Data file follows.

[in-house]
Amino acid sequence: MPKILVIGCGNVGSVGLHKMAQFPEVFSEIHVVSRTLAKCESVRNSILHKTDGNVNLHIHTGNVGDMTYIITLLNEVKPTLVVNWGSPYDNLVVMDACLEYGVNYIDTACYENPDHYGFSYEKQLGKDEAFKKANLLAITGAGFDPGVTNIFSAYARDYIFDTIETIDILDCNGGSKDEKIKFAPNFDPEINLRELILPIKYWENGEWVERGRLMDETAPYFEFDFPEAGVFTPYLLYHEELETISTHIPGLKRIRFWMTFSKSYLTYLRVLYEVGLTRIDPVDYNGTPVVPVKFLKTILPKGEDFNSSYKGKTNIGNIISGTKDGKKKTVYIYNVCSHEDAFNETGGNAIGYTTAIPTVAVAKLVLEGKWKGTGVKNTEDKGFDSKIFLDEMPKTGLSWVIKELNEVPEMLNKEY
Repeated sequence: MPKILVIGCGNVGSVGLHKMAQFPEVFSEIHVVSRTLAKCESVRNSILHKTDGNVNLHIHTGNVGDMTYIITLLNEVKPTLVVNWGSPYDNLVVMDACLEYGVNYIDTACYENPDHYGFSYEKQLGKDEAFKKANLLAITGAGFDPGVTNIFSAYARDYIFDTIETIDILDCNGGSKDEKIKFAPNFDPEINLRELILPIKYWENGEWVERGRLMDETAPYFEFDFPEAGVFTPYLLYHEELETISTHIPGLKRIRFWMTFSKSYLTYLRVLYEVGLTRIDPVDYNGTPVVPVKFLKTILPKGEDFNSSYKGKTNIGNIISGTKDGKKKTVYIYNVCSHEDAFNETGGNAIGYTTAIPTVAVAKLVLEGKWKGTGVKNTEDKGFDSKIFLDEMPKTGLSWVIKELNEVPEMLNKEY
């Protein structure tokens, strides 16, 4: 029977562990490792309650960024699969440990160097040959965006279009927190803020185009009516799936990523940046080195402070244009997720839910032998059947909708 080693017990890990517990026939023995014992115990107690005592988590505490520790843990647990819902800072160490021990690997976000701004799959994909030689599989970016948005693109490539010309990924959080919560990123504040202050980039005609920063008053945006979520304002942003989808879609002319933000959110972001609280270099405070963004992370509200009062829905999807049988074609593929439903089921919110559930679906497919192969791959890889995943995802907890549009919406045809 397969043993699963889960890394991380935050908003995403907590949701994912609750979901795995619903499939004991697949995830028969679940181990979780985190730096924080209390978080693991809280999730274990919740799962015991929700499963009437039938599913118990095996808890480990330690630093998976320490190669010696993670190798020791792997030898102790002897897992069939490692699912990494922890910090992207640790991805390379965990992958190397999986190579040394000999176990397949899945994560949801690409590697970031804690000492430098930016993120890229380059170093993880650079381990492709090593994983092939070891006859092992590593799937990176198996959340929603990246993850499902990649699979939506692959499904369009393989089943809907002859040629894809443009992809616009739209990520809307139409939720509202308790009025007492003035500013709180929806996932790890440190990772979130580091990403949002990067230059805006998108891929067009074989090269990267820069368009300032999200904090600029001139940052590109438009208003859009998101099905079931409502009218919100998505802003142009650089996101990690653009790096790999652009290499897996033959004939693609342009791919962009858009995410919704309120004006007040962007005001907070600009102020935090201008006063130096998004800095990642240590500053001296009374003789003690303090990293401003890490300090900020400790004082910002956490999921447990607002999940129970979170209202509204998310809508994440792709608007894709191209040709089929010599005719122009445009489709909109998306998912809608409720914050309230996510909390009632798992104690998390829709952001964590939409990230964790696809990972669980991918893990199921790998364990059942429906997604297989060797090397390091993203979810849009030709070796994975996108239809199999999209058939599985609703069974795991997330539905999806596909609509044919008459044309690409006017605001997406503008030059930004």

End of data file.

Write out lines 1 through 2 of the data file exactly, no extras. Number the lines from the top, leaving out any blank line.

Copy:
[in-house]
Amino acid sequence: MPKILVIGCGNVGSVGLHKMAQFPEVFSEIHVVSRTLAKCESVRNSILHKTDGNVNLHIHTGNVGDMTYIITLLNEVKPTLVVNWGSPYDNLVVMDACLEYGVNYIDTACYENPDHYGFSYEKQLGKDEAFKKANLLAITGAGFDPGVTNIFSAYARDYIFDTIETIDILDCNGGSKDEKIKFAPNFDPEINLRELILPIKYWENGEWVERGRLMDETAPYFEFDFPEAGVFTPYLLYHEELETISTHIPGLKRIRFWMTFSKSYLTYLRVLYEVGLTRIDPVDYNGTPVVPVKFLKTILPKGEDFNSSYKGKTNIGNIISGTKDGKKKTVYIYNVCSHEDAFNETGGNAIGYTTAIPTVAVAKLVLEGKWKGTGVKNTEDKGFDSKIFLDEMPKTGLSWVIKELNEVPEMLNKEY